Mets fans are a diverse lot. However, there is an awful lot regarding the team with which the vast majority of us can agree. We all want owners who will fund a payroll in line with what other large market clubs do, we all love R.A. Dickey and we all want to see Ike Davis play in 150 games this year.
Because so many issues on the team are cut and dried, the ones where the fan base has a legitimate difference of opinion are fascinating to me. And nowhere is that divide more evident than the views on Daniel Murphy. As I am sure you all know by now, I am a Daniel Murphy backer. But I am going to try my best to present the pros and cons in regards to Murphy.
Here are some comments from recent threads over at MetsBlog taken from people who are not quite as sold as I that Murphy is the answer at second base in 2012, or ever. All spelling and punctuation comes from the original poster.
“You cannot teach athleticism, which is the largest prerequisite for playing a MIF position. Two major knee injuries in less than 25 games, caused by his inability to move around the bag…that’s not good.”
“If Teufel turns Murphy into a below average 2b, he deserves to go to Cooperstown.”
“More like beatified given there is a documented miracle. “
“St. Tim, patron saint of men with stone hands and poor footwork.”
“If Havens is healthy this season, Murphy and his hype are out of here. “
“He has failed at the position TWICE!!! The guy is going to get killed there, he is not mobile enough.”
“But he’s been the victim of two major knee injuries in 24 games because of his inability to move around the bag properly. It will take a miracle for him to stay healthy for 150 games.”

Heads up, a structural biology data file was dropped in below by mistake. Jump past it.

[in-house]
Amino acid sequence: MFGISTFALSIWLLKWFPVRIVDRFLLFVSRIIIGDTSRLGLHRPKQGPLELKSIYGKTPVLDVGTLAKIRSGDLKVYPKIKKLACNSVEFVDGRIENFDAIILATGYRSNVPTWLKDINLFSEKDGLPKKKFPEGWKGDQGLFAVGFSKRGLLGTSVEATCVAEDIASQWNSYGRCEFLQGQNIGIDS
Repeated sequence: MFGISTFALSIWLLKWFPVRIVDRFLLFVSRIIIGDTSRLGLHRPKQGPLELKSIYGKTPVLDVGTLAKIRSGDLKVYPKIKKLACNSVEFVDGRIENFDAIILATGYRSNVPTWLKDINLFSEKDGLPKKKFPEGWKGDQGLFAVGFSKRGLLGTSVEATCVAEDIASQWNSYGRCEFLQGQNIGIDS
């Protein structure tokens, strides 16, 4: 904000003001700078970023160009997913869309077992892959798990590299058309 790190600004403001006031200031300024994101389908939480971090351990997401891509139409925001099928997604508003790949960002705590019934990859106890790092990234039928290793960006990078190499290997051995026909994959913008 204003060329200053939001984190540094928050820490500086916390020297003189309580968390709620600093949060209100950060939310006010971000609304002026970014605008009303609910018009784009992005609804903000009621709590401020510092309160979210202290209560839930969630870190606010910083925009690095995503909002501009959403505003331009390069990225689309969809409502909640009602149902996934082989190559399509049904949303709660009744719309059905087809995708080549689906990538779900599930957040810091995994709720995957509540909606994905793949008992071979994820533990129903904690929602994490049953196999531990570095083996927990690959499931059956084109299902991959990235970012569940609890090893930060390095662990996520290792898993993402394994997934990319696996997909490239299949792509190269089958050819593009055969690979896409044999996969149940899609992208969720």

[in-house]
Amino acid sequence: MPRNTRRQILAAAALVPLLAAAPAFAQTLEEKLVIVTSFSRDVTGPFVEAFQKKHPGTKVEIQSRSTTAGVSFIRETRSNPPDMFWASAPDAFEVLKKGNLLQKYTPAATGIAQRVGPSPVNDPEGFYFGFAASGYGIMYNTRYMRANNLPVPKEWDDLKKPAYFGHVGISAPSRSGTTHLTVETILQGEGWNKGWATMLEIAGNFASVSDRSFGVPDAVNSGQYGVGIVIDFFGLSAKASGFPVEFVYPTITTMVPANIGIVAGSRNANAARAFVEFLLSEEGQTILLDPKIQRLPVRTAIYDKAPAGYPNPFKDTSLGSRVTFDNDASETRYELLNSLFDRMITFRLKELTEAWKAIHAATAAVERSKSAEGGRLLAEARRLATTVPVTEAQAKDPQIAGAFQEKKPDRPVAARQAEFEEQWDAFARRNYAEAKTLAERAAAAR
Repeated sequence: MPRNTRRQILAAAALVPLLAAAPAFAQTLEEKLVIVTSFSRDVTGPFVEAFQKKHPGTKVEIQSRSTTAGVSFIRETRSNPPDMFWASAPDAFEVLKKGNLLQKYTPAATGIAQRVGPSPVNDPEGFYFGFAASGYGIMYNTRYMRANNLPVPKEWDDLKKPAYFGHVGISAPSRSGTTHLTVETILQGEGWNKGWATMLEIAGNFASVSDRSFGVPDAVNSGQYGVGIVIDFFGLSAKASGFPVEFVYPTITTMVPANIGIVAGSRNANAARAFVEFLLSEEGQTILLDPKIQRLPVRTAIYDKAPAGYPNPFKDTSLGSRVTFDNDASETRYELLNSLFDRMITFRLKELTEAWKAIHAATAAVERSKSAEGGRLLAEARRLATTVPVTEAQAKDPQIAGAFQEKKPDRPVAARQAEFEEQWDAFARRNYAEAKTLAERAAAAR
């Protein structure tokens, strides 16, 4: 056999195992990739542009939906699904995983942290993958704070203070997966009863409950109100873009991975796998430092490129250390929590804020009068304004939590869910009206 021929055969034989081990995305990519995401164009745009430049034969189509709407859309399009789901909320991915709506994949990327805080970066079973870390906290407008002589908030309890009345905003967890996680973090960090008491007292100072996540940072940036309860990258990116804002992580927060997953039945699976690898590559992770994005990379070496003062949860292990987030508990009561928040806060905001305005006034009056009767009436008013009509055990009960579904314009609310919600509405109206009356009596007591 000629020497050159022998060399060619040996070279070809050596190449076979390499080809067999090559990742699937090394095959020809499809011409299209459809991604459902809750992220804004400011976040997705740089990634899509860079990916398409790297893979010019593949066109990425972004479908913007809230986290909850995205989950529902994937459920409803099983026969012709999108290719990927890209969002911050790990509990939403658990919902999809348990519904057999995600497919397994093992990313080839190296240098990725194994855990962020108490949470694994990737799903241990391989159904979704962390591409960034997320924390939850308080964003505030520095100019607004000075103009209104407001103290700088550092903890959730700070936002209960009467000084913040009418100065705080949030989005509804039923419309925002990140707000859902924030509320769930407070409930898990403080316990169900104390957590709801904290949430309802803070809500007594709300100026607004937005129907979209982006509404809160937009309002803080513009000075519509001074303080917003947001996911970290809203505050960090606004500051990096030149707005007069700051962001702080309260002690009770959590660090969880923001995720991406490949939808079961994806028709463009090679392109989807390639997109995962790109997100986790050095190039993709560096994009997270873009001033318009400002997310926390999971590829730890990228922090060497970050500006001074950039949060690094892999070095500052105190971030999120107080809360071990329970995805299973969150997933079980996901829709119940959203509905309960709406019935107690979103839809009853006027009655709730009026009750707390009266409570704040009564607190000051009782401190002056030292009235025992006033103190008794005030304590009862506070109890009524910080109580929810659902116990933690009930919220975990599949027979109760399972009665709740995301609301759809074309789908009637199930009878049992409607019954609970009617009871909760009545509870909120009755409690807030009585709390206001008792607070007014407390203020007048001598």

“Teufel really thinks that he can teach Murphy second base in six weeks? There are people who have been playing second base for years, how come they don’t get a chance? Because people think this guy is a great hitter? Sheesh!”
“Stop with all this nonsense. Murphy is a terrible defensive player, period. Anyone who thinks he’s going to get significantly better at this point in his life is delusional.”
So, here’s where it seems the anti-Murphy crowd stands: Not athletic enough for 2B – Stone hands – Poor footwork – Hitting is not all it’s cracked up to be. Let’s look at these concerns.
Not athletic enough for 2B
Murphy came up through the minors as a third baseman, moved to left field, moved to first base and now is trying to make it at second base. I think that major league managers playing someone at four different spots (counting LF/RF as one spot) in the field would be an indication of a player’s athleticism, but perhaps I am wrong. It would be nice if we had NFL combine results and we could look at Murphy’s time in the 40-yard dash and how many times he bench pressed a certain amount of weight. But we don’t so let’s look at it a different way.